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A Torch Is Lighted

by A. TANNER

TIS a fine, brave country, Erin—and a grand history is on it. You'll be reading of it in books, and you'll be hearing of it front the lips of old men, and you'll be hairing the song of it in your heart, if there's a bit of Irish in you. And many a tale of heroes there is in it, you may be sure.

There's the wild, galloping days of Sarsfield and the splendid record of the men of O'Niell. There's the fabulous deeds of Finn McCool and the glamorous knighthood of his Fianna. And in the far, misty past, there's the mighty swordings of Cuchulain, and the wise, good kingship of Art mac Art.

But in the midst of Erin's grand history stands Brian—Brian, whom they named Boru, calling to his countrymen to unite and cast forth the reaving foreigner. Through the disappointments of a long life, he called to them. Through their heedlessness and disregard, he called to them. And then, in his graybeard days, at last, he saw his prayers answered at Clontarf, and the power of the Danes and their Viking pirates was ended in Erin, forever. Sure, Erin needed a thousand steadfast Brians, but she got only the one.

* * *

EVENING began to draw down on the sun, and spots of light and shadow fell, like moving leopard cloaks, upon the backs of the little cavalcade.

With untiring pace the horses swept along, nor did the riders stop to feast I their eyes upon the beauty of the columned corridors of the Irish forest about them. For even here, far inland as they were, the invading Danes were still a menace to the peace of Erin, and who could say, if caught benighted in the wood, that his eyes, for sure, would see the dawn, or his lips breathe the cool air of a new day?

So they rode, all eyes alert and every sword loose in its scabbard, for they guarded that which, to them, was of more worth than gold or fine silver —the dark-haired lovely Kathleen, daughter of the king.

Six were the riders, beside the woman, but these were well equipped an fairly mounted. Their leader was a slim, brown-faced lad who, for his youth, had yet about him the bearing of a man. Goll of Leinster, he was called, and he was of royal blood and cousin to Kathleen; and there was fondness between the two of them such as you might see between an indulgent sister and her scamp of a younger brother.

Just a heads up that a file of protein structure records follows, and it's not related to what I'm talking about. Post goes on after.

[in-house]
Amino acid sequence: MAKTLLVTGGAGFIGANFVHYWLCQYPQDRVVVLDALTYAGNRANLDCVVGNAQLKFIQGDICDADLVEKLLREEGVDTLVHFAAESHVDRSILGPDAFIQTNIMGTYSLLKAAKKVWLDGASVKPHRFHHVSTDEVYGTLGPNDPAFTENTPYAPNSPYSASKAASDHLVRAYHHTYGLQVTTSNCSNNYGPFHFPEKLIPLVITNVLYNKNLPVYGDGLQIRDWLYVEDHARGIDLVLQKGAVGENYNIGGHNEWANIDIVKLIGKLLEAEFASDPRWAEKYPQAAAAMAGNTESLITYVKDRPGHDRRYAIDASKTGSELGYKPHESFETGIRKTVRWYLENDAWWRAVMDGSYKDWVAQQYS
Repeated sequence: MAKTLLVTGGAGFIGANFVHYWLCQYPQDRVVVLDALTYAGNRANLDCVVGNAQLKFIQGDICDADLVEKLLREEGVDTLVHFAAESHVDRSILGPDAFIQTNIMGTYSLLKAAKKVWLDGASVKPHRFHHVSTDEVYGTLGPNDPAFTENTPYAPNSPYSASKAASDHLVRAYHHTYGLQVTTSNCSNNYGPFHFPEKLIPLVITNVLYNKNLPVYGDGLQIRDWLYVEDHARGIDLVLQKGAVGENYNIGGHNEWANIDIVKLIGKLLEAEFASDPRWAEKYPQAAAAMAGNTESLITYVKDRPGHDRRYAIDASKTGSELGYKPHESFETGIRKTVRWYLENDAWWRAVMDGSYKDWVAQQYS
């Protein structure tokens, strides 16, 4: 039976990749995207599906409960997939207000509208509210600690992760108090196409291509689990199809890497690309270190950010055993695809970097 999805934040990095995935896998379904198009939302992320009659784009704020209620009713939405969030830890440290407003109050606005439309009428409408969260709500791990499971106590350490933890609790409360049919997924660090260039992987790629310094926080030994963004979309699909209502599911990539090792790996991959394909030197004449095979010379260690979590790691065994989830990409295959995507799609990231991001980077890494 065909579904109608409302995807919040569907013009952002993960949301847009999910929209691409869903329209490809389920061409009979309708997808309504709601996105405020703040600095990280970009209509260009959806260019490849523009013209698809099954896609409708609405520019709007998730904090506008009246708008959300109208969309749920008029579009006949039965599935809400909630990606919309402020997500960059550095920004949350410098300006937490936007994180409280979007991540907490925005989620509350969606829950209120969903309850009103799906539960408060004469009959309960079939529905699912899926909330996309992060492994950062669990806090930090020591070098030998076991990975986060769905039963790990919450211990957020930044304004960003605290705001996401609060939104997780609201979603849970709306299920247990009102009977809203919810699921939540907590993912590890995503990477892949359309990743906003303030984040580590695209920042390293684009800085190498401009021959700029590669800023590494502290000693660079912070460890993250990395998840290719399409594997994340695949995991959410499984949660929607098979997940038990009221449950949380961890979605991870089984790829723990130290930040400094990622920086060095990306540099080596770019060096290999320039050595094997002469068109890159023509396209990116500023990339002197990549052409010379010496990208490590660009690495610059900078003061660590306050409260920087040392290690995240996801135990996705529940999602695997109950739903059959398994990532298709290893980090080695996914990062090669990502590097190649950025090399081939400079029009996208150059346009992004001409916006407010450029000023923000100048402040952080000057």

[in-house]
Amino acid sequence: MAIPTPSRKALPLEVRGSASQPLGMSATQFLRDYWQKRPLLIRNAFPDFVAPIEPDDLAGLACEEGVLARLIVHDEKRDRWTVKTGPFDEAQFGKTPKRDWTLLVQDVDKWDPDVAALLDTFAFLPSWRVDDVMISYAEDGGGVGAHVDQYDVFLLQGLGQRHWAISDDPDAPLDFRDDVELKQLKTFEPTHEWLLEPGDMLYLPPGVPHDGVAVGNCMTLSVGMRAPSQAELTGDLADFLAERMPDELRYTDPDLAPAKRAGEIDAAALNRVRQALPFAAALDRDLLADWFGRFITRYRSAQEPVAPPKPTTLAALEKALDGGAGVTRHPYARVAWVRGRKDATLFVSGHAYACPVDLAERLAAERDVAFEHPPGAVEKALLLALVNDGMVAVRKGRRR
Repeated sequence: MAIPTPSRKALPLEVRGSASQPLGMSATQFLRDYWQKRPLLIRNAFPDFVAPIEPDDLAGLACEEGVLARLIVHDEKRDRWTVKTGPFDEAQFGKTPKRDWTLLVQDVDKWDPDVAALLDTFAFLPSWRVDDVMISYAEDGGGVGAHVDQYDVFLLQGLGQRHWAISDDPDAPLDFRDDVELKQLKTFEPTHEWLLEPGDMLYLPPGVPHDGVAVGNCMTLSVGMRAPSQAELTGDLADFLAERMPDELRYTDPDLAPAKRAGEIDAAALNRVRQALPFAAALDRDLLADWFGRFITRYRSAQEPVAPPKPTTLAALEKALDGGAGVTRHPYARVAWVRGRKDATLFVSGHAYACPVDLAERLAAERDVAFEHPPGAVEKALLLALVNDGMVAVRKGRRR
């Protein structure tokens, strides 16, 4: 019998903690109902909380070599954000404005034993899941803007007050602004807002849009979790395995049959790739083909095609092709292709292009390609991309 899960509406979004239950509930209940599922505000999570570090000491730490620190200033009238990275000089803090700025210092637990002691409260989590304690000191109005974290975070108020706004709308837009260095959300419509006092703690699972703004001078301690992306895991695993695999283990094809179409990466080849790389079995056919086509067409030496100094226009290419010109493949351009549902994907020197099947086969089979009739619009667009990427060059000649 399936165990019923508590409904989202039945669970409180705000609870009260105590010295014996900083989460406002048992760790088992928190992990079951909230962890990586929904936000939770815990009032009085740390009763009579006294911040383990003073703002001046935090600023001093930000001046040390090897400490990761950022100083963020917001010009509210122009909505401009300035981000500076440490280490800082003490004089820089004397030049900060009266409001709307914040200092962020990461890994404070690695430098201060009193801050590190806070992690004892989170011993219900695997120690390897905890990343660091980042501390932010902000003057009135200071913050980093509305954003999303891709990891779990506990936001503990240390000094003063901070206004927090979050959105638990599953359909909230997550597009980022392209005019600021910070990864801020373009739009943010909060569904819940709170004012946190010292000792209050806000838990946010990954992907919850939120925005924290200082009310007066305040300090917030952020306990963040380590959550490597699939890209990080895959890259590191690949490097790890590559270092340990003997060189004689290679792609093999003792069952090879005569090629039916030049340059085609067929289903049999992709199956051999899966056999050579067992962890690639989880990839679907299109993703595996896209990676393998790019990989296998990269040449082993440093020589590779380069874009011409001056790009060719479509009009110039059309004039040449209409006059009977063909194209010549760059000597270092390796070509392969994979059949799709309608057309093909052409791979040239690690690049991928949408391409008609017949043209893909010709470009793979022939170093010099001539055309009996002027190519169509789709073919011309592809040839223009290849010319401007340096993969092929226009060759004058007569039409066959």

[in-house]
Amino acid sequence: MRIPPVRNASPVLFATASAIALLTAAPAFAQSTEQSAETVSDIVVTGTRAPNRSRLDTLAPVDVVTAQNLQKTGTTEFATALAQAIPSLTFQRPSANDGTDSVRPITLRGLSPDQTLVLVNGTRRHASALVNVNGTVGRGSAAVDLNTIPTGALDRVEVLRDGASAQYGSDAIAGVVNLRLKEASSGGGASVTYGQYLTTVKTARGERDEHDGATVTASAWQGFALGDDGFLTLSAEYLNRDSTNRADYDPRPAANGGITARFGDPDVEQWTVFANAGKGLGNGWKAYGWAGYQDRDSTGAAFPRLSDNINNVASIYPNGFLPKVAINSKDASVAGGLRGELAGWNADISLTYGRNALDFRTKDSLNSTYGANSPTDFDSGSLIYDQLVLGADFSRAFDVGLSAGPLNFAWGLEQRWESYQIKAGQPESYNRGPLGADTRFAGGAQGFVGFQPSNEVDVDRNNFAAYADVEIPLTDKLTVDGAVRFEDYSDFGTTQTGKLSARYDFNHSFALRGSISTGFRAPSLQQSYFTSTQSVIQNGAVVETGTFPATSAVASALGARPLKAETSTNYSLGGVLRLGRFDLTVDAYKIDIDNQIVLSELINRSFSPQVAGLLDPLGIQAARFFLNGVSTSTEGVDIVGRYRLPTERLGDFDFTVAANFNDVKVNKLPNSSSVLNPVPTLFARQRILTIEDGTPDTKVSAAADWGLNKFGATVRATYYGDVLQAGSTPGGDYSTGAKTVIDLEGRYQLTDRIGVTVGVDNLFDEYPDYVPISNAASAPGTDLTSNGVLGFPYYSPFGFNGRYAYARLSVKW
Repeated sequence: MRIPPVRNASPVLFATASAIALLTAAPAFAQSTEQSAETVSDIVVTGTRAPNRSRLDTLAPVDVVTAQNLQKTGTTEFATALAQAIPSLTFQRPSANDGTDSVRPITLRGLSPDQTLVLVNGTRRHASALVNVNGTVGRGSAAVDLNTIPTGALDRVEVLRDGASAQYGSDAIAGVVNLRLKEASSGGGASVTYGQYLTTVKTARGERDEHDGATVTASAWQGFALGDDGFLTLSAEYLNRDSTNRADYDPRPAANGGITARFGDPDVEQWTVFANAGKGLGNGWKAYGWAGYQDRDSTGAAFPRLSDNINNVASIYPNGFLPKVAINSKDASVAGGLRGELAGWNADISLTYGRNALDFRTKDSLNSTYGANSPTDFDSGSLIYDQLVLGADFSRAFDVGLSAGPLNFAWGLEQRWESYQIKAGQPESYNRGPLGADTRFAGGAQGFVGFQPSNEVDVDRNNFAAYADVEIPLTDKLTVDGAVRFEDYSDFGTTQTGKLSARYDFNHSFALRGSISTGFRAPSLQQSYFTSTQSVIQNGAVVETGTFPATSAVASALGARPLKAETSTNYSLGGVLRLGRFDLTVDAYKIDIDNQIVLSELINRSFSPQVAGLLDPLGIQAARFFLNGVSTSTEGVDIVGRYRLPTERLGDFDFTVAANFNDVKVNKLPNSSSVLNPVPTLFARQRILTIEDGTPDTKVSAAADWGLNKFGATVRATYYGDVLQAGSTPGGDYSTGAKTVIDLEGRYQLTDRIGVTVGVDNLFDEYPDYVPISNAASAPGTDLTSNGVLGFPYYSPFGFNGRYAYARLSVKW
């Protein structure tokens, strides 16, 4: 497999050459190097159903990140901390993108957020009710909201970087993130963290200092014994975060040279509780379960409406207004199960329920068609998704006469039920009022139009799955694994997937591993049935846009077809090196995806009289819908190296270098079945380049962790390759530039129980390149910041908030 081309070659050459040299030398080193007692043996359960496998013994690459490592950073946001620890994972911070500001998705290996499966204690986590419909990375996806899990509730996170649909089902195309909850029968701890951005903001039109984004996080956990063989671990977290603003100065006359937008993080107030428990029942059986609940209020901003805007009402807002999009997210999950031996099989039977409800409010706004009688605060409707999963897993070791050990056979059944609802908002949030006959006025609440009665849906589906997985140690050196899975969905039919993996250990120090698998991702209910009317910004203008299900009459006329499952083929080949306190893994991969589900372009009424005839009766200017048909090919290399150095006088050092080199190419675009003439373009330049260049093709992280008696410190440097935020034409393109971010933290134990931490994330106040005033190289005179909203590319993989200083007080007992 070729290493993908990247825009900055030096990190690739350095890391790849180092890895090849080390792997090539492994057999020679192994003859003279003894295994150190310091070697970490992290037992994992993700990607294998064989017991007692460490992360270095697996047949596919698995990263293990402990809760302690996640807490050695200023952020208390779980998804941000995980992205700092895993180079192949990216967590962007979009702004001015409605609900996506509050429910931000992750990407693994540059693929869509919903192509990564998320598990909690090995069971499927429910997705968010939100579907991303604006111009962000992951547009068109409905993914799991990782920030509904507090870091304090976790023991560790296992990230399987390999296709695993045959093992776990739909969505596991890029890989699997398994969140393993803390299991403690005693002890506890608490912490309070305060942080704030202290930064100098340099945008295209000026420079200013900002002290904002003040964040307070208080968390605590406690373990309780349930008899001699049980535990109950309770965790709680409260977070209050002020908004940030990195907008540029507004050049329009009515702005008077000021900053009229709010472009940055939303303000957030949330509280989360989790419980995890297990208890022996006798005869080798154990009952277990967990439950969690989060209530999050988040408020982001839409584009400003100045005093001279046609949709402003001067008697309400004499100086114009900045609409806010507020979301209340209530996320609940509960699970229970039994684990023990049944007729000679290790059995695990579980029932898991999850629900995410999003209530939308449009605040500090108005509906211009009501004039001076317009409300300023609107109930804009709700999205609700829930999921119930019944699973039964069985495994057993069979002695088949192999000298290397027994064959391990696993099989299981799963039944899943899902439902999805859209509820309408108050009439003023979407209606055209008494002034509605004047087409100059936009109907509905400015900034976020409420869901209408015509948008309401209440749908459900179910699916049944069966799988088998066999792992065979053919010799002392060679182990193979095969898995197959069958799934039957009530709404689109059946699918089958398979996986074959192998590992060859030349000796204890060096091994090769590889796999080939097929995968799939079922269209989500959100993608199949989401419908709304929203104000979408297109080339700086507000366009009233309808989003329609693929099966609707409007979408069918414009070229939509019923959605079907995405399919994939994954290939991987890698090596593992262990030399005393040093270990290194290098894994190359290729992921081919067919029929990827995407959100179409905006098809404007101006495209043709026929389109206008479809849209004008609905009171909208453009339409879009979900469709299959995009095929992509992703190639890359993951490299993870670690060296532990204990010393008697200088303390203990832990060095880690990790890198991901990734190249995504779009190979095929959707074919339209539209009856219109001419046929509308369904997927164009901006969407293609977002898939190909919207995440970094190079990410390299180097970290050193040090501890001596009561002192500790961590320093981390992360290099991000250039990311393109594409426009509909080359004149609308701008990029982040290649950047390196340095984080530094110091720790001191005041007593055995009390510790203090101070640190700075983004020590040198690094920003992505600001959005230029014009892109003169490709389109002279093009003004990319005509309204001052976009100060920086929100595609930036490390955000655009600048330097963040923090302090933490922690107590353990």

"We will be through the forest soon, Kathleen," the lad said, half-turning in his saddle to address the lady, a length behind him; "and after the forest, 'tis scarce a mile to the monastery and safety for yourself this night."

"'Twas not fear that made me bid you haste, Goll, and well you know it," Kathleen replied, "but I wish to speak with Father Michael before he seeks his bed."

"Sure, I remember now—you had a vision," Goll said, and his eyes twinkled. "But women do be for always having visions and dreaming dreams, and the wonder is the poor priests do have the patience to be listening to them."

But Kathleen answered him not at all. Grave was the expression upon her lovely face, for in her mission, she felt, dwelt the fate of Erin. She must save her father, the King, from himself as well as from his enemies.

Afar, when they emerged from the woods, they could see the ancient monastery of Columbeith bathed in the dying light of the day. Pleasant and peaceful, it was, for all the stout wall that surrounded it. They could see, also, evidences of its one-time greatness. Upon its eastern side there still stood the bothies for students who dwelt there no more, at all, while upon the other were the ruined houses of the husbandmen who, in the old days, had tilled the fields round about. All these things were gone, with the coming of the foreigners, and only a few small patches of ground were cultivated by the monks, now.

When they rode into the courtyard, upturned faces all about bespoke the happy welcome that was in each monastic heart. Father Michael came before them, and his broad face matched the sun for glowing at the joy of their coming, whilst at his elbow leaned Dunnen, the old scribe.

"Get you down, Kathleen, and bless this old earth with your footsteps," said the stout priest. "'Tis long and long since such honor has come to these flagstones."

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